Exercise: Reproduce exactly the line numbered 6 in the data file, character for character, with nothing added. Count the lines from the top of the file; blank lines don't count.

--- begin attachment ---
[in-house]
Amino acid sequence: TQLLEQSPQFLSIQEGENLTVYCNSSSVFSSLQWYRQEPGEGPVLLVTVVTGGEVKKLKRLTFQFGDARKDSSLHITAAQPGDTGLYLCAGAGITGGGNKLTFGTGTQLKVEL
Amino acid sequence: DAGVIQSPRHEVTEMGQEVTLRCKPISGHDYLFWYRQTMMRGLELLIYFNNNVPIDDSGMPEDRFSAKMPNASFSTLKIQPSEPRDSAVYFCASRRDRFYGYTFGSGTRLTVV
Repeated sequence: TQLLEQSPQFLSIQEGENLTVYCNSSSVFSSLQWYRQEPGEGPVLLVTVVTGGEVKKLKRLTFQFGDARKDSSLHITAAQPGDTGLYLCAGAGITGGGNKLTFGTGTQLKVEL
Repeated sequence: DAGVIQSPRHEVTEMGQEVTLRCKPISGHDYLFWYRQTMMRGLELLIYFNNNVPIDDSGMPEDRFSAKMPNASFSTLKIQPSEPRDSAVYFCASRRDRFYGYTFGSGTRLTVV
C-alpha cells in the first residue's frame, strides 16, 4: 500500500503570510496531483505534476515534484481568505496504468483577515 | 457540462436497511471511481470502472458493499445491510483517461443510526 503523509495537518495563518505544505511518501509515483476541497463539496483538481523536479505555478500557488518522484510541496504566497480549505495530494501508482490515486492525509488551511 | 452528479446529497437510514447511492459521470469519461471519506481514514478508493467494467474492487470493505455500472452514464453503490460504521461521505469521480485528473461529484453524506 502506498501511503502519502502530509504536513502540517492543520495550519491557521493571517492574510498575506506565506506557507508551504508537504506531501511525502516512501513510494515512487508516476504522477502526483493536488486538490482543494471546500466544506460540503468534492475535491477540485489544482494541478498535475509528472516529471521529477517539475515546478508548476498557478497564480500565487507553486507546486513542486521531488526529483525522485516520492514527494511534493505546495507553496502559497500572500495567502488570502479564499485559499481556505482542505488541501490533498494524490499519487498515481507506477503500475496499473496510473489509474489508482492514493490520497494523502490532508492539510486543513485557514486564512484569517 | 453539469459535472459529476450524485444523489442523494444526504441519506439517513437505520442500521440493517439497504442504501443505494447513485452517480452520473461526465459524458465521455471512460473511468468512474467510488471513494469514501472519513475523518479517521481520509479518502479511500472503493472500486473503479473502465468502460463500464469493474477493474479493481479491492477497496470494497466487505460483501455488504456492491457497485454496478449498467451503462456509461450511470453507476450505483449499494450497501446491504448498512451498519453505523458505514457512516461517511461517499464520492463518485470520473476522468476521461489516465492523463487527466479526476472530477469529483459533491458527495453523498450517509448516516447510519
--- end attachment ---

C-alpha cells in the first residue's frame, strides 16, 4: 500500500503570510496531483505534476515534484481568505496504468483577515 | 457540462436497511471511481470502472458493499445491510483517461443510526 503523509495537518495563518505544505511518501509515483476541497463539496483538481523536479505555478500557488518522484510541496504566497480549505495530494501508482490515486492525509488551511 | 452528479446529497437510514447511492459521470469519461471519506481514514478508493467494467474492487470493505455500472452514464453503490460504521461521505469521480485528473461529484453524506 502506498501511503502519502502530509504536513502540517492543520495550519491557521493571517492574510498575506506565506506557507508551504508537504506531501511525502516512501513510494515512487508516476504522477502526483493536488486538490482543494471546500466544506460540503468534492475535491477540485489544482494541478498535475509528472516529471521529477517539475515546478508548476498557478497564480500565487507553486507546486513542486521531488526529483525522485516520492514527494511534493505546495507553496502559497500572500495567502488570502479564499485559499481556505482542505488541501490533498494524490499519487498515481507506477503500475496499473496510473489509474489508482492514493490520497494523502490532508492539510486543513485557514486564512484569517 | 453539469459535472459529476450524485444523489442523494444526504441519506439517513437505520442500521440493517439497504442504501443505494447513485452517480452520473461526465459524458465521455471512460473511468468512474467510488471513494469514501472519513475523518479517521481520509479518502479511500472503493472500486473503479473502465468502460463500464469493474477493474479493481479491492477497496470494497466487505460483501455488504456492491457497485454496478449498467451503462456509461450511470453507476450505483449499494450497501446491504448498512451498519453505523458505514457512516461517511461517499464520492463518485470520473476522468476521461489516465492523463487527466479526476472530477469529483459533491458527495453523498450517509448516516447510519